Will shorting a lithium ion battery cause an explosion?
I've seen batteries get shorted a few times. They heat up, and obviously the battery is not useful after, but I've never seen them explode or catch fire. I've read reports of some batteries catching fire during use (laptops, phones, cars...).
If I take a paper clip and connect it to the contacts of a typical lithium ion battery in 2023, what is the likely outcome? Will it explode or catch fire? How many seconds would I have to escape?
- I am aware that this sort of experiment can be dangerous. I don't plan to actually do it. I am asking out of curiosity, as a thought experiment only.
- Likewise, the paper clip should be read as rhetorical device. In practice I would be more interested with shorts due to failures in the equipment or things like liquid spills, but I don't want to get distracted with the complexities of those here (maybe in another question).
- If it's easier to have an example, here's 1.5 Ah Ryobi battery which is probably not the worst nor best quality on the market. Note that this is an example only. I am asking generally, not about this particular battery.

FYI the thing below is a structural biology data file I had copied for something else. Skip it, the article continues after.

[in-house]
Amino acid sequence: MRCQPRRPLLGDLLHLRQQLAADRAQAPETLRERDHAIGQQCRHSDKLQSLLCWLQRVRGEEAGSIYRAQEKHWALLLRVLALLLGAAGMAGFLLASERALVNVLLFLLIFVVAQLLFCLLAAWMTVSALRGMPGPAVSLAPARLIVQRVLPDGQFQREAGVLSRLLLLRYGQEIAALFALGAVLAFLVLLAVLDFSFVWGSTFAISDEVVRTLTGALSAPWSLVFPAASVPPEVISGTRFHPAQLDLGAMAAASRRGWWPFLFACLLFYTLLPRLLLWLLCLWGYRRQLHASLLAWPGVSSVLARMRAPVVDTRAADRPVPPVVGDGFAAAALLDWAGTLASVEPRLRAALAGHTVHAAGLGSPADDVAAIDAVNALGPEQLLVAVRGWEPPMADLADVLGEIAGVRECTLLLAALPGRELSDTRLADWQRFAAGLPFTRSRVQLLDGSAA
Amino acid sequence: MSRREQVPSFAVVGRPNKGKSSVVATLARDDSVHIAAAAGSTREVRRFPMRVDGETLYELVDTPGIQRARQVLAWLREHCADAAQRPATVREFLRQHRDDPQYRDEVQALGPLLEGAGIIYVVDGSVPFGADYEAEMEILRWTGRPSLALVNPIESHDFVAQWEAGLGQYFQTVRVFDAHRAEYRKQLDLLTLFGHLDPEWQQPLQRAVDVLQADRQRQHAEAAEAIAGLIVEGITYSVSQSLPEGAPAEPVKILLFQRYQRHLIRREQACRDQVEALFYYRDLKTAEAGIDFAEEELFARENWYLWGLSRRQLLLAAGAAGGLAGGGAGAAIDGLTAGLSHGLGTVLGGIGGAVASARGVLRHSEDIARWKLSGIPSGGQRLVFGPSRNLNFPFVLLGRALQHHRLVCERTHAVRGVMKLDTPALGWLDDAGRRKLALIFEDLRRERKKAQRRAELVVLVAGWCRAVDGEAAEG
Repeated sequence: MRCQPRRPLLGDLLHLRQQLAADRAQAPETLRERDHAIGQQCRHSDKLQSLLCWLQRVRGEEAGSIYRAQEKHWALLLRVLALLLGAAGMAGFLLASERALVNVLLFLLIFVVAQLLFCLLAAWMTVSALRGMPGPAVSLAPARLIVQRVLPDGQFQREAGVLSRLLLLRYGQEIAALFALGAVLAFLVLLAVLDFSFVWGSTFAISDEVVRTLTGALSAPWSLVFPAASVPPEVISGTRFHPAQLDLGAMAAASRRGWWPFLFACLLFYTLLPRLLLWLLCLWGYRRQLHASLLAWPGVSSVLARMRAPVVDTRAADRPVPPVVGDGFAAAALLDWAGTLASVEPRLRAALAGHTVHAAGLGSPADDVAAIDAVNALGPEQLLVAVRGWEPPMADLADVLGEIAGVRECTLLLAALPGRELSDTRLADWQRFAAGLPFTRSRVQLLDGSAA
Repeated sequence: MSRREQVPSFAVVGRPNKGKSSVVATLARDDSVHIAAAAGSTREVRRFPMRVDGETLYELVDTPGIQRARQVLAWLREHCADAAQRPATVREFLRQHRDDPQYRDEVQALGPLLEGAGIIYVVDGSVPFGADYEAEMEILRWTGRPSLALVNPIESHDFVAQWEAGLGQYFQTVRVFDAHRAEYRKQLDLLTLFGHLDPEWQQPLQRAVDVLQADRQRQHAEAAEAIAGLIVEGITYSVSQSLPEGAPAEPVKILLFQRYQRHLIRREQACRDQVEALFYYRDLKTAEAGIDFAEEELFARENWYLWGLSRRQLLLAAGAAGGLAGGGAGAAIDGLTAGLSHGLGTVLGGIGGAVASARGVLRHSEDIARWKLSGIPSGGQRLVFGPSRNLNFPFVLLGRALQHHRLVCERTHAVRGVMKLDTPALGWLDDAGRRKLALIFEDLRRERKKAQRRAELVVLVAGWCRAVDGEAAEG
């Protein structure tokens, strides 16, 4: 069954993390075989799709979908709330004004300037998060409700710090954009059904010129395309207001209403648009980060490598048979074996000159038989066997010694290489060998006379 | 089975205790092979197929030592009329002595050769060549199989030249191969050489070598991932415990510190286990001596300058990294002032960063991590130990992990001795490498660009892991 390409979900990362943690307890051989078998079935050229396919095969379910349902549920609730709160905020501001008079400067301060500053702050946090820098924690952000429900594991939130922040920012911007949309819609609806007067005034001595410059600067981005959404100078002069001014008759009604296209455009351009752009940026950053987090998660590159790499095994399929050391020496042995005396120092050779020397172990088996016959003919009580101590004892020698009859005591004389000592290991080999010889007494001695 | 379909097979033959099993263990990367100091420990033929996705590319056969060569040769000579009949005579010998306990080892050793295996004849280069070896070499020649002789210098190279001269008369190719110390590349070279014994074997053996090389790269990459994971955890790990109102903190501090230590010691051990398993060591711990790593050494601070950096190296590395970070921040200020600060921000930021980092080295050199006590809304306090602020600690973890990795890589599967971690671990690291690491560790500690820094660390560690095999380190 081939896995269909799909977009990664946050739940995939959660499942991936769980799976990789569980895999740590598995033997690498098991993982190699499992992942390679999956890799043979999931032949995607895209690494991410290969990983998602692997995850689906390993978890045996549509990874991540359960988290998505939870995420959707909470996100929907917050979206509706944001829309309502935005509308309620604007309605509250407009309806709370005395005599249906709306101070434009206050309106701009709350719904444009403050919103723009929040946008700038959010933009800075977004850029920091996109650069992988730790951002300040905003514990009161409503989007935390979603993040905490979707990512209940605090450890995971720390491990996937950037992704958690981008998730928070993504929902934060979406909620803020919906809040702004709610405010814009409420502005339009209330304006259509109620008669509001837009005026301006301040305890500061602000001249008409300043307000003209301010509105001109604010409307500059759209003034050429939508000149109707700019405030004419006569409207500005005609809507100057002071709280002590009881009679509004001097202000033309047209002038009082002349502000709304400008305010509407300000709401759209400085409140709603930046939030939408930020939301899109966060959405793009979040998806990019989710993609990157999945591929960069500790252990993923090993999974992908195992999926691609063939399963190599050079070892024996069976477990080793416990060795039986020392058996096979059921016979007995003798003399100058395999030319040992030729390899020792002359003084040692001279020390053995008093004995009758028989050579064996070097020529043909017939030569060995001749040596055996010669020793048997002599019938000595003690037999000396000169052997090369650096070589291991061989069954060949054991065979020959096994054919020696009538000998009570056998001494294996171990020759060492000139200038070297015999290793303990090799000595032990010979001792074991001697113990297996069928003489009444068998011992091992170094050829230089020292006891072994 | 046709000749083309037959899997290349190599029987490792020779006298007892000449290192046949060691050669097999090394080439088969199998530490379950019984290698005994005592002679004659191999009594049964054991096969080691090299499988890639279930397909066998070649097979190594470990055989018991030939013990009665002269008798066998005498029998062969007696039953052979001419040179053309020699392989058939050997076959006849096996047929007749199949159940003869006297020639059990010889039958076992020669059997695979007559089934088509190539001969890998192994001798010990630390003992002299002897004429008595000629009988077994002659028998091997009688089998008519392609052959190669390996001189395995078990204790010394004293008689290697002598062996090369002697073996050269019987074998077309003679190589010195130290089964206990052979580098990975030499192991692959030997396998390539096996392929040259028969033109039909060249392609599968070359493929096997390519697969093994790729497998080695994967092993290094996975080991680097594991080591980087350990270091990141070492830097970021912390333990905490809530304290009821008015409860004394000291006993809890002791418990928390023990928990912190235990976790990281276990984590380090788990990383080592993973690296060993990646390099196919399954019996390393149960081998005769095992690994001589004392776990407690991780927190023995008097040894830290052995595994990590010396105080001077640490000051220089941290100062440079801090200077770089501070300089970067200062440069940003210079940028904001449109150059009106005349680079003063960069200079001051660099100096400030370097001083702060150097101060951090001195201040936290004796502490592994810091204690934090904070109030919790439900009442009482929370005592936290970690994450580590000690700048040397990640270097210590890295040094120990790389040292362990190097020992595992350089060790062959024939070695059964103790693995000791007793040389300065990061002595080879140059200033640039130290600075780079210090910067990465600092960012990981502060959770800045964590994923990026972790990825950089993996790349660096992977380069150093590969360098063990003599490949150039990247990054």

- Supposedly this battery is not dangerous to short by design. Deliberately shorting is apparently a way to reset it.
- Please avoid generalizing "batteries made in China". There's certainly plenty to criticize about modern outsourcing practices, but China is a big country. iPhones are considered great quality and made in China as well. I think it's not useful here to treat a country with 1 billion+ people and the majority of the planet's industrial capacity as a single homogeneous producer.
- I know that it depends on the type of battery. I am looking for answers that explain how and on what it depends, if there's anything salient. In particular, things that a consumer can easily check when purchasing these batteries. If the truth is that it depends on chaotic, unknowable, utterly unpredictable factors that is a valid (if not very satisfying) answer.